- Signed by "CN=signer, O=cpwebuser, C=GB" Digest algorithm: SHA-256 Signature algorithm: SHA256withECDSA, 256-bit key jar verified. Warning: This jar contains entries whose certificate chain is invalid. Reason: PKIX path building failed: sun.security.provider.certpath.SunCertPathBuilderException: unable to find valid certification path to requested target This jar contains signatures that do not include a timestamp. Without a timestamp, users may not be able to validate this jar after any of the signer certificates expire (as early as 2024-11-03). The signer certificate will expire on 2024-11-03.
This shows that the jar file is consistent with the checksumming, but the certificate cannot be validated.
I can tell it which keystore to use to validate the certificate, using
jarsigner –keystore trust.jks -certs -verify checkTLS.jar
With the -verbose option you also get (with some of the output rearranged for clarity). The “s” or “sm” at the front of an object entry is s=signature verified, and m=entry listed in the manifest.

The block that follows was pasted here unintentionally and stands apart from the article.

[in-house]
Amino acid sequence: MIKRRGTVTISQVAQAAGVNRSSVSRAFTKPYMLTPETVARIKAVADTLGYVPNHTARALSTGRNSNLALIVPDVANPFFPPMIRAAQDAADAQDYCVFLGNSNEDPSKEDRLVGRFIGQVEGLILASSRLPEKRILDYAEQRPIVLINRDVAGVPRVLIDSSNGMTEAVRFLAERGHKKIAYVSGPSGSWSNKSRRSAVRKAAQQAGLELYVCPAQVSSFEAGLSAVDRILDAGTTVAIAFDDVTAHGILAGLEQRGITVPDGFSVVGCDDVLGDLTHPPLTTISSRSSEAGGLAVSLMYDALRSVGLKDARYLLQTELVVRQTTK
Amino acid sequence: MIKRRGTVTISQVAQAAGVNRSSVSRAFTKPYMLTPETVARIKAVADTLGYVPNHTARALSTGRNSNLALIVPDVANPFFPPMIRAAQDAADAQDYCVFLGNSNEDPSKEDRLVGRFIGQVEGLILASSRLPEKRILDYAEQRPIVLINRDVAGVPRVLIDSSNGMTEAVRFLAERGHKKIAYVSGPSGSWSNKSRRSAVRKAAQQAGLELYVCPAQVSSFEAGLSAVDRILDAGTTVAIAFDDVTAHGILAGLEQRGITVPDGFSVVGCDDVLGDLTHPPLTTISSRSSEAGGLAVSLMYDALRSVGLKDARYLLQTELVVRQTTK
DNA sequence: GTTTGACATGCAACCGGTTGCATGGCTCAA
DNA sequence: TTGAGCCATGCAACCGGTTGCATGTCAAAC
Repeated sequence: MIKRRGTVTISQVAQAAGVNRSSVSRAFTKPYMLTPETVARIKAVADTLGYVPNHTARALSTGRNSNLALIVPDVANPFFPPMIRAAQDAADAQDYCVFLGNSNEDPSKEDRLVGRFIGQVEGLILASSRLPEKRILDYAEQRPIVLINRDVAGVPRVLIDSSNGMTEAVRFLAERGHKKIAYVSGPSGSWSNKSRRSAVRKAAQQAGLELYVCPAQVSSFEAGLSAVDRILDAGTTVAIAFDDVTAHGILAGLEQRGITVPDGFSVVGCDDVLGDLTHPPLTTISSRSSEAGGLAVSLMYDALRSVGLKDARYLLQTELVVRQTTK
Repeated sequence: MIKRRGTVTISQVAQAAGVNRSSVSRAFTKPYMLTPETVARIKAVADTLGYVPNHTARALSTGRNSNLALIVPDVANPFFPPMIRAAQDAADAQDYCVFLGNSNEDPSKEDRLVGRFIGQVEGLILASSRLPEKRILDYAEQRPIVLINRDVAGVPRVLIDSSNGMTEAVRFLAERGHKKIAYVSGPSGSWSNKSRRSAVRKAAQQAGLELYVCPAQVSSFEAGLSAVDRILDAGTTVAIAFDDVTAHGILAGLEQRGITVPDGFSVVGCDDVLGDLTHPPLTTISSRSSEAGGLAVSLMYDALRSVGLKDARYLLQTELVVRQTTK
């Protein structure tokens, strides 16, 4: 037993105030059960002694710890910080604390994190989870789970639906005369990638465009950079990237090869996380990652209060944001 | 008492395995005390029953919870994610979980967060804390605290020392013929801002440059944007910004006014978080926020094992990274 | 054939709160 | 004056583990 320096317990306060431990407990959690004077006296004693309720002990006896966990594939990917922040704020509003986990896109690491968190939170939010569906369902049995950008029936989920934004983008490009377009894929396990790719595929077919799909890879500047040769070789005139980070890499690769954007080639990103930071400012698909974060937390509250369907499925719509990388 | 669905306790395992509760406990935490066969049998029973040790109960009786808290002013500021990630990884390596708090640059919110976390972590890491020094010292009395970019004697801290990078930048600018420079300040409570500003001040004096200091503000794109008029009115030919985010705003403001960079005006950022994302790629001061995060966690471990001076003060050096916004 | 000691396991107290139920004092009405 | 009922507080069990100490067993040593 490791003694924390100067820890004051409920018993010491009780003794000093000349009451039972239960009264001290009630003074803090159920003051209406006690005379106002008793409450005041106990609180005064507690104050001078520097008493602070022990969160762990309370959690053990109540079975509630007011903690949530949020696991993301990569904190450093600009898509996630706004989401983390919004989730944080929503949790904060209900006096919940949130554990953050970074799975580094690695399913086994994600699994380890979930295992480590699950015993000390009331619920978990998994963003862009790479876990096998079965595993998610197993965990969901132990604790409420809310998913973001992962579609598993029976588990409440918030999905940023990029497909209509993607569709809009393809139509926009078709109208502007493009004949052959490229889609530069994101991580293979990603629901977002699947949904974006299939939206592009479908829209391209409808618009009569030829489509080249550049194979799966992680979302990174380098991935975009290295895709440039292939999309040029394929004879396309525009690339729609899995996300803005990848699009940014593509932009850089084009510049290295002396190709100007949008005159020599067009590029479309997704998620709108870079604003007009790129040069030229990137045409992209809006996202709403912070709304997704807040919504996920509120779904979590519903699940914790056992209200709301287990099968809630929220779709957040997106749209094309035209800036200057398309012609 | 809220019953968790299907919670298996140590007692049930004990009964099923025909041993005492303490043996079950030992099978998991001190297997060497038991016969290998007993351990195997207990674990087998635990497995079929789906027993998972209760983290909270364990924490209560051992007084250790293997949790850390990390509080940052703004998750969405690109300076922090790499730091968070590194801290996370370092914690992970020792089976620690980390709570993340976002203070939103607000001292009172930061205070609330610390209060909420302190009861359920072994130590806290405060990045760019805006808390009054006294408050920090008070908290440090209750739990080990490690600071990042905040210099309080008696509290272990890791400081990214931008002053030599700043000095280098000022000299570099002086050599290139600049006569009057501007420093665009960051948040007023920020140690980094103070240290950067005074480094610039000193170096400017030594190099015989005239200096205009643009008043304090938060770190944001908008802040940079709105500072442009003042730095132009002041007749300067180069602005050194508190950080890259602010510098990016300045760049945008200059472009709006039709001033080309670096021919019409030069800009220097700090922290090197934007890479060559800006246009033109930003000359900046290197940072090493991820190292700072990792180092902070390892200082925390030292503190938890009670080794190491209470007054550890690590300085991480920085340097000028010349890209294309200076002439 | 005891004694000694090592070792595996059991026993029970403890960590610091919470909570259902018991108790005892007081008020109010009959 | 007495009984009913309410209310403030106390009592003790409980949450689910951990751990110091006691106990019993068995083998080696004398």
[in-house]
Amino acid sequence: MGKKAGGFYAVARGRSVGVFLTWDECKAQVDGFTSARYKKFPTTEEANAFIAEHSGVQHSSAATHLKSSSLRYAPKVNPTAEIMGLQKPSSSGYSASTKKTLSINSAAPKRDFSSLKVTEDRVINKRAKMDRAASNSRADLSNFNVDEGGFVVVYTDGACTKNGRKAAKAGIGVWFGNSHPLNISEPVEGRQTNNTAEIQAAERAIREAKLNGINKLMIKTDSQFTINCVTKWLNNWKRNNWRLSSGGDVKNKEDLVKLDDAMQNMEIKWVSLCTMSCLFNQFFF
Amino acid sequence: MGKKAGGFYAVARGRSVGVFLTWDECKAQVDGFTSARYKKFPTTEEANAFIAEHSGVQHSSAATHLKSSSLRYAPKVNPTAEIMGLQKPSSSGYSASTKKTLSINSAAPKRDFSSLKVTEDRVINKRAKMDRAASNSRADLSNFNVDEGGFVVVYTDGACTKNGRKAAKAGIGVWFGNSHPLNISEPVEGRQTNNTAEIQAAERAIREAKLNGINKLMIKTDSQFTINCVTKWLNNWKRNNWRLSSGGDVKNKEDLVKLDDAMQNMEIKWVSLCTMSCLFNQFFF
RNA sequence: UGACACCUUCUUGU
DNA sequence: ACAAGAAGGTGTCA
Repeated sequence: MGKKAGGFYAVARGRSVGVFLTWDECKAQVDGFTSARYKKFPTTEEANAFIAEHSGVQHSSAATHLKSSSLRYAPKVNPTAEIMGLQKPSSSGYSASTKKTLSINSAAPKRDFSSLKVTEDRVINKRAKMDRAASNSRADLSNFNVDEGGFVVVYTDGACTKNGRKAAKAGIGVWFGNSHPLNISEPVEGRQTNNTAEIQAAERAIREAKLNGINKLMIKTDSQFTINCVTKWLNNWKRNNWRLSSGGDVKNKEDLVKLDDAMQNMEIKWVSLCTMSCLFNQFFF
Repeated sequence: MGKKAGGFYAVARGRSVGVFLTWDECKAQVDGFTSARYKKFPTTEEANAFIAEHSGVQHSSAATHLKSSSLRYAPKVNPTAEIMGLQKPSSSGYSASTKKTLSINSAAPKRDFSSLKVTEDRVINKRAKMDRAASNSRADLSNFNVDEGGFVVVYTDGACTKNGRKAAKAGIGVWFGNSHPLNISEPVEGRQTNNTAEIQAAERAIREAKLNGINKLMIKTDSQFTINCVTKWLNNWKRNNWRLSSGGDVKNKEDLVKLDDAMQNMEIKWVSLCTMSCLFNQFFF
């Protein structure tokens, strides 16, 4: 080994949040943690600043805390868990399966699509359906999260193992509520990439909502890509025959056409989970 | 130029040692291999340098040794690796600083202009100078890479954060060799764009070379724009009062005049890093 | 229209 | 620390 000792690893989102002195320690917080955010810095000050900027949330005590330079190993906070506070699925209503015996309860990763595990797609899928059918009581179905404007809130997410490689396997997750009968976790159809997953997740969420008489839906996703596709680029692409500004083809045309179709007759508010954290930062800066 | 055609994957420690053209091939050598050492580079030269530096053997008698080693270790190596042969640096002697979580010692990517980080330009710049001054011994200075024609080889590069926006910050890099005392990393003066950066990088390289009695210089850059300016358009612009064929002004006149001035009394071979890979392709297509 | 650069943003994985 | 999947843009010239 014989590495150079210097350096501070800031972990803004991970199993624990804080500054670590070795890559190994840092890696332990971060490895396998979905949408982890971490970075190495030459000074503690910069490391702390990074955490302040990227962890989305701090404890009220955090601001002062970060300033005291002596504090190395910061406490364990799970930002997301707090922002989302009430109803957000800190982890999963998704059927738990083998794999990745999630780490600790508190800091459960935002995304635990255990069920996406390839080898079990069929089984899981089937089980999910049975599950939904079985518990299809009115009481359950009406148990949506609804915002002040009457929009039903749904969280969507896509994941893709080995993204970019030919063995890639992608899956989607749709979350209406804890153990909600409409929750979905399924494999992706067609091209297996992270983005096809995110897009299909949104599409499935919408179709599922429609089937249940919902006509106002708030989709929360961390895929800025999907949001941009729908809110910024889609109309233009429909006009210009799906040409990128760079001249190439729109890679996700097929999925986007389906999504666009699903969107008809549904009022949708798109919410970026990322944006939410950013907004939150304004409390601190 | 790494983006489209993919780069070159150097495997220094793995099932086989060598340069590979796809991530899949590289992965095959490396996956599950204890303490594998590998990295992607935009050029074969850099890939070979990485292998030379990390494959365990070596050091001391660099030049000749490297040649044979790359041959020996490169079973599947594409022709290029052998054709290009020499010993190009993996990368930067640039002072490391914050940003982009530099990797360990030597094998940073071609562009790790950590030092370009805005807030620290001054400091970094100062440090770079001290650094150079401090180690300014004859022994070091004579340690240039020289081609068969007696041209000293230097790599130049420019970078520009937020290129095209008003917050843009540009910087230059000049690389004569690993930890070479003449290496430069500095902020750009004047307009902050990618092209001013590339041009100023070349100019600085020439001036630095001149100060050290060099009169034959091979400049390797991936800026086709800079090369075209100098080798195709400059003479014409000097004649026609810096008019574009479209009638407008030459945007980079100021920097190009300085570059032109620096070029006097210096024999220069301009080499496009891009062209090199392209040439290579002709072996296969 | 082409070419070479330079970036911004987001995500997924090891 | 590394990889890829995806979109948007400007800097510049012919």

s = signature was verified m = entry is listed in manifest k = at least one certificate was found in keystore i = at least one certificate was found in identity scope s 1402 Wed Dec 22 14:27:52 GMT 2021 META-INF/MANIFEST.MF >>> Signer X.509, CN=signer, O=cpwebuser, C=GB [certificate is valid from 22/12/21 14:51 to 30/01/25 16:46] X.509, CN=SSCA256, OU=CA, O=SSS, C=GB [certificate is valid from 04/11/21 15:48 to 03/11/24 15:48] [Invalid certificate chain: PKIX path building failed: sun.security.provider.certpath.SunCertPathBuilderException: unable to find valid certification path to requested target] 1579 Wed Dec 22 16:12:04 GMT 2021 META-INF/SIGNER.SF 1373 Wed Dec 22 16:12:04 GMT 2021 META-INF/SIGNER.EC sm 54 Sat Jan 30 14:48:52 GMT 2021 checkTLS/checkTLS.manifest >>> Signer X.509, CN=signer, O=cpwebuser, C=GB [certificate is valid from 22/12/21 14:51 to 30/01/25 16:46] X.509, CN=SSCA256, OU=CA, O=SSS, C=GB [certificate is valid from 04/11/21 15:48 to 03/11/24 15:48] [Invalid certificate chain: PKIX path building failed: sun.security.provider.certpath.SunCertPathBuilderException: unable to find valid certification path to requested target]